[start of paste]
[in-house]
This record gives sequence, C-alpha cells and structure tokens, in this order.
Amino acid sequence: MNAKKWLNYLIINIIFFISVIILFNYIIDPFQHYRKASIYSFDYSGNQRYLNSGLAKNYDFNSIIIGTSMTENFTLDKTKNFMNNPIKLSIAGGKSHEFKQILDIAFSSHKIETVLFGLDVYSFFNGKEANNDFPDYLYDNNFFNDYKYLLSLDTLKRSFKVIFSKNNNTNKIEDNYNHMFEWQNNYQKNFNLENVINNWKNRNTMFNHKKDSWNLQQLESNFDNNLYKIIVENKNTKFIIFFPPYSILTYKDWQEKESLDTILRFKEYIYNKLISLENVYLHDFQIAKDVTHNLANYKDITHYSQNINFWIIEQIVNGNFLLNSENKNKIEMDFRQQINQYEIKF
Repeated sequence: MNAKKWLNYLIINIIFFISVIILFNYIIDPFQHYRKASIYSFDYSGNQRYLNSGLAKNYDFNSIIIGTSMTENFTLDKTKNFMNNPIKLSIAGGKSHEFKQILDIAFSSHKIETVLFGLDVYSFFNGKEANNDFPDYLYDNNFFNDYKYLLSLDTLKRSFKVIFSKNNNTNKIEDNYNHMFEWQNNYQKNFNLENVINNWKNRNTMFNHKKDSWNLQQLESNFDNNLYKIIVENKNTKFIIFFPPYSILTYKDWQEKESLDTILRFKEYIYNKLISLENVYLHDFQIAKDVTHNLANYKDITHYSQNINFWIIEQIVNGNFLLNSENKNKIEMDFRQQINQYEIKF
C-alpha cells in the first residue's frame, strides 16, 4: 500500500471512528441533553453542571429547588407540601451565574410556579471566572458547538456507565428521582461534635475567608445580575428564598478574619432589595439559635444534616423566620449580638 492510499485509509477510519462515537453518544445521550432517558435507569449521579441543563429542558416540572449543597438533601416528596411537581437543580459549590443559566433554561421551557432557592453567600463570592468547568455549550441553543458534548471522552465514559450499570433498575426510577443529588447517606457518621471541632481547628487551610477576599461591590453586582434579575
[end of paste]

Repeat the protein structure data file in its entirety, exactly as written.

[in-house]
This record gives sequence, C-alpha cells and structure tokens, in this order.
Amino acid sequence: MNAKKWLNYLIINIIFFISVIILFNYIIDPFQHYRKASIYSFDYSGNQRYLNSGLAKNYDFNSIIIGTSMTENFTLDKTKNFMNNPIKLSIAGGKSHEFKQILDIAFSSHKIETVLFGLDVYSFFNGKEANNDFPDYLYDNNFFNDYKYLLSLDTLKRSFKVIFSKNNNTNKIEDNYNHMFEWQNNYQKNFNLENVINNWKNRNTMFNHKKDSWNLQQLESNFDNNLYKIIVENKNTKFIIFFPPYSILTYKDWQEKESLDTILRFKEYIYNKLISLENVYLHDFQIAKDVTHNLANYKDITHYSQNINFWIIEQIVNGNFLLNSENKNKIEMDFRQQINQYEIKF
Repeated sequence: MNAKKWLNYLIINIIFFISVIILFNYIIDPFQHYRKASIYSFDYSGNQRYLNSGLAKNYDFNSIIIGTSMTENFTLDKTKNFMNNPIKLSIAGGKSHEFKQILDIAFSSHKIETVLFGLDVYSFFNGKEANNDFPDYLYDNNFFNDYKYLLSLDTLKRSFKVIFSKNNNTNKIEDNYNHMFEWQNNYQKNFNLENVINNWKNRNTMFNHKKDSWNLQQLESNFDNNLYKIIVENKNTKFIIFFPPYSILTYKDWQEKESLDTILRFKEYIYNKLISLENVYLHDFQIAKDVTHNLANYKDITHYSQNINFWIIEQIVNGNFLLNSENKNKIEMDFRQQINQYEIKF
C-alpha cells in the first residue's frame, strides 16, 4: 500500500471512528441533553453542571429547588407540601451565574410556579471566572458547538456507565428521582461534635475567608445580575428564598478574619432589595439559635444534616423566620449580638 492510499485509509477510519462515537453518544445521550432517558435507569449521579441543563429542558416540572449543597438533601416528596411537581437543580459549590443559566433554561421551557432557592453567600463570592468547568455549550441553543458534548471522552465514559450499570433498575426510577443529588447517606457518621471541632481547628487551610477576599461591590453586582434579575